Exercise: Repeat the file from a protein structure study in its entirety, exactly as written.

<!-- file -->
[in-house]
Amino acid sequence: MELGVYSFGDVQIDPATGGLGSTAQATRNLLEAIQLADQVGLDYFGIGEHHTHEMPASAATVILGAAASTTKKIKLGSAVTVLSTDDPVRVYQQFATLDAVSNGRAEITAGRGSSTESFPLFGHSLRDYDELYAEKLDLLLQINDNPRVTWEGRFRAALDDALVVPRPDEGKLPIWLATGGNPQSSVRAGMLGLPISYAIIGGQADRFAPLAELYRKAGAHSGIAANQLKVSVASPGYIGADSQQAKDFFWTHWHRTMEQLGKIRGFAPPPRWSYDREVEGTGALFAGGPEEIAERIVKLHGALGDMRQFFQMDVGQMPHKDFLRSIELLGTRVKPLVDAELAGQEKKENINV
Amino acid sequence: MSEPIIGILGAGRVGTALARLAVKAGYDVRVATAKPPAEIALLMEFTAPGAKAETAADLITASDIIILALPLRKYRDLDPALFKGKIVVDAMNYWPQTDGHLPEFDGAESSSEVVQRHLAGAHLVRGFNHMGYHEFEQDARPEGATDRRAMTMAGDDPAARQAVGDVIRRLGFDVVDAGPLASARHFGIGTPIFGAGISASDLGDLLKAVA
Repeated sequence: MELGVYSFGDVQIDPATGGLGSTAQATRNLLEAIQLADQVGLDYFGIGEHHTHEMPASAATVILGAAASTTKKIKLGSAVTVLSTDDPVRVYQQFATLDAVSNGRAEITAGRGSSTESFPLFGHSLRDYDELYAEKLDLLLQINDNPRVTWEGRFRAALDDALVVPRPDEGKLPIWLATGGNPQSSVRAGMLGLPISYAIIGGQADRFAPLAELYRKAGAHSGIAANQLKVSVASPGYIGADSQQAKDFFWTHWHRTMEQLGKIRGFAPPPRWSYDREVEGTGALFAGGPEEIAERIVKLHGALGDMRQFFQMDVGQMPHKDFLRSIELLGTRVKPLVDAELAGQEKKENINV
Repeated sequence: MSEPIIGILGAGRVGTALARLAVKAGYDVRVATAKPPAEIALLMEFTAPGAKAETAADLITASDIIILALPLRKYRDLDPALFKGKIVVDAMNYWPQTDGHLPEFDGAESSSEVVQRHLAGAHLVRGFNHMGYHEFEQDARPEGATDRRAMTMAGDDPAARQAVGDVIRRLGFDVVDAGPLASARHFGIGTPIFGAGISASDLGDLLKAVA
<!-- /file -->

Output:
[in-house]
Amino acid sequence: MELGVYSFGDVQIDPATGGLGSTAQATRNLLEAIQLADQVGLDYFGIGEHHTHEMPASAATVILGAAASTTKKIKLGSAVTVLSTDDPVRVYQQFATLDAVSNGRAEITAGRGSSTESFPLFGHSLRDYDELYAEKLDLLLQINDNPRVTWEGRFRAALDDALVVPRPDEGKLPIWLATGGNPQSSVRAGMLGLPISYAIIGGQADRFAPLAELYRKAGAHSGIAANQLKVSVASPGYIGADSQQAKDFFWTHWHRTMEQLGKIRGFAPPPRWSYDREVEGTGALFAGGPEEIAERIVKLHGALGDMRQFFQMDVGQMPHKDFLRSIELLGTRVKPLVDAELAGQEKKENINV
Amino acid sequence: MSEPIIGILGAGRVGTALARLAVKAGYDVRVATAKPPAEIALLMEFTAPGAKAETAADLITASDIIILALPLRKYRDLDPALFKGKIVVDAMNYWPQTDGHLPEFDGAESSSEVVQRHLAGAHLVRGFNHMGYHEFEQDARPEGATDRRAMTMAGDDPAARQAVGDVIRRLGFDVVDAGPLASARHFGIGTPIFGAGISASDLGDLLKAVA
Repeated sequence: MELGVYSFGDVQIDPATGGLGSTAQATRNLLEAIQLADQVGLDYFGIGEHHTHEMPASAATVILGAAASTTKKIKLGSAVTVLSTDDPVRVYQQFATLDAVSNGRAEITAGRGSSTESFPLFGHSLRDYDELYAEKLDLLLQINDNPRVTWEGRFRAALDDALVVPRPDEGKLPIWLATGGNPQSSVRAGMLGLPISYAIIGGQADRFAPLAELYRKAGAHSGIAANQLKVSVASPGYIGADSQQAKDFFWTHWHRTMEQLGKIRGFAPPPRWSYDREVEGTGALFAGGPEEIAERIVKLHGALGDMRQFFQMDVGQMPHKDFLRSIELLGTRVKPLVDAELAGQEKKENINV
Repeated sequence: MSEPIIGILGAGRVGTALARLAVKAGYDVRVATAKPPAEIALLMEFTAPGAKAETAADLITASDIIILALPLRKYRDLDPALFKGKIVVDAMNYWPQTDGHLPEFDGAESSSEVVQRHLAGAHLVRGFNHMGYHEFEQDARPEGATDRRAMTMAGDDPAARQAVGDVIRRLGFDVVDAGPLASARHFGIGTPIFGAGISASDLGDLLKAVA